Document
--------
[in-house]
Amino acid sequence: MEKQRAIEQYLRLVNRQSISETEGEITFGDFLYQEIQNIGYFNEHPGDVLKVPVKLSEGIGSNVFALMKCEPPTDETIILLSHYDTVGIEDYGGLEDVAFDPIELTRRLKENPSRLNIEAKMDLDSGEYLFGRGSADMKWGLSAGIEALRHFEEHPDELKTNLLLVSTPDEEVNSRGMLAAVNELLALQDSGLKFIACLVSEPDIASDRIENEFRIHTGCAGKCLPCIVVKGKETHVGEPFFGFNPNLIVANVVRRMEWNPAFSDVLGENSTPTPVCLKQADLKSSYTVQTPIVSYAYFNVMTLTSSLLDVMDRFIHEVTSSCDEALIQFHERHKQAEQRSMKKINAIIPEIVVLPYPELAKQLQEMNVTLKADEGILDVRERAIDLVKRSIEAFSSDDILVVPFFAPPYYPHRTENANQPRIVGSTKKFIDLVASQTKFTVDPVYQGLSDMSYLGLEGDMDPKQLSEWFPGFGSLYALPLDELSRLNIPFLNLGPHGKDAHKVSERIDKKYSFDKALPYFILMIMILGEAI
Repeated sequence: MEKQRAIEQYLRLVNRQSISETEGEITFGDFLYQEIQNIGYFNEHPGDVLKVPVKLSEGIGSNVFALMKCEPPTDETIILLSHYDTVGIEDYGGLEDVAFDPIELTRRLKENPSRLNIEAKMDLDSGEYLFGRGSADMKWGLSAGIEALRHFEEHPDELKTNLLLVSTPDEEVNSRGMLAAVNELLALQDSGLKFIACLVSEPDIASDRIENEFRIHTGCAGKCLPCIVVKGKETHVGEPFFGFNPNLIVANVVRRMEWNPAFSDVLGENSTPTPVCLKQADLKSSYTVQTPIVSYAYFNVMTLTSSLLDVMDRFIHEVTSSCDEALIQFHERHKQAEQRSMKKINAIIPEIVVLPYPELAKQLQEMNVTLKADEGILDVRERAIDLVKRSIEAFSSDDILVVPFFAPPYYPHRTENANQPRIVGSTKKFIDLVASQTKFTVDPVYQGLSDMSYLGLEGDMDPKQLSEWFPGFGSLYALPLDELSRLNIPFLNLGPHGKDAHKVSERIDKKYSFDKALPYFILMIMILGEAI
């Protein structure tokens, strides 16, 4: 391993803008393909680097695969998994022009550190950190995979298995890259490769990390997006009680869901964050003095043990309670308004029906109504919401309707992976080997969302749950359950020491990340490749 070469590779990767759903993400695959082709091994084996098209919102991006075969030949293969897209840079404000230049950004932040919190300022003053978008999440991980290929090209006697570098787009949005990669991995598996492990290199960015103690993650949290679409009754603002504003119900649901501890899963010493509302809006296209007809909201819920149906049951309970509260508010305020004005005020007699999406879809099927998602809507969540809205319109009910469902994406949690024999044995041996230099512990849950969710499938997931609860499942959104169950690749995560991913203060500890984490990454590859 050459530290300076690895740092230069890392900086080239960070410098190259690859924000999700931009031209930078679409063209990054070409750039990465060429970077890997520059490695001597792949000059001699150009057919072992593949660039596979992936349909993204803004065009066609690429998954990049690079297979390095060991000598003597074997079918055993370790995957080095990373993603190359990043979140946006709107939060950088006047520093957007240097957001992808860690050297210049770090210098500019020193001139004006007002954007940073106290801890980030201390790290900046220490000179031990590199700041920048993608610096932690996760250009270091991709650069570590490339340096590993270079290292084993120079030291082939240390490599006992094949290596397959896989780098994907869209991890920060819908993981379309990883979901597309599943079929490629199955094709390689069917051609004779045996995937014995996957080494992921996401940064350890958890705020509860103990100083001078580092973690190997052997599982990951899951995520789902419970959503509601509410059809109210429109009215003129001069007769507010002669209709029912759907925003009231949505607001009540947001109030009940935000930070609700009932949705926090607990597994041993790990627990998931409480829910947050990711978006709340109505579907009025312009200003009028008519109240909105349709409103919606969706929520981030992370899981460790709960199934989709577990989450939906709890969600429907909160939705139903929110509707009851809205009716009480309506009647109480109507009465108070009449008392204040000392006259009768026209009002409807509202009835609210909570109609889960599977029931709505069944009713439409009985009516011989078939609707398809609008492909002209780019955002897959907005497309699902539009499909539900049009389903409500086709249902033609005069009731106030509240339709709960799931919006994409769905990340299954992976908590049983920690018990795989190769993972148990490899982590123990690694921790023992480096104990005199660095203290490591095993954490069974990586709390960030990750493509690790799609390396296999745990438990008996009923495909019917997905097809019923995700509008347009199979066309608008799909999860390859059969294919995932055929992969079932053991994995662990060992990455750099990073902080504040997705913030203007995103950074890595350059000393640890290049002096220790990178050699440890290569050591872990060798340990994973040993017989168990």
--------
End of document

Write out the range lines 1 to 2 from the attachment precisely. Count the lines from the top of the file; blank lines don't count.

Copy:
[in-house]
Amino acid sequence: MEKQRAIEQYLRLVNRQSISETEGEITFGDFLYQEIQNIGYFNEHPGDVLKVPVKLSEGIGSNVFALMKCEPPTDETIILLSHYDTVGIEDYGGLEDVAFDPIELTRRLKENPSRLNIEAKMDLDSGEYLFGRGSADMKWGLSAGIEALRHFEEHPDELKTNLLLVSTPDEEVNSRGMLAAVNELLALQDSGLKFIACLVSEPDIASDRIENEFRIHTGCAGKCLPCIVVKGKETHVGEPFFGFNPNLIVANVVRRMEWNPAFSDVLGENSTPTPVCLKQADLKSSYTVQTPIVSYAYFNVMTLTSSLLDVMDRFIHEVTSSCDEALIQFHERHKQAEQRSMKKINAIIPEIVVLPYPELAKQLQEMNVTLKADEGILDVRERAIDLVKRSIEAFSSDDILVVPFFAPPYYPHRTENANQPRIVGSTKKFIDLVASQTKFTVDPVYQGLSDMSYLGLEGDMDPKQLSEWFPGFGSLYALPLDELSRLNIPFLNLGPHGKDAHKVSERIDKKYSFDKALPYFILMIMILGEAI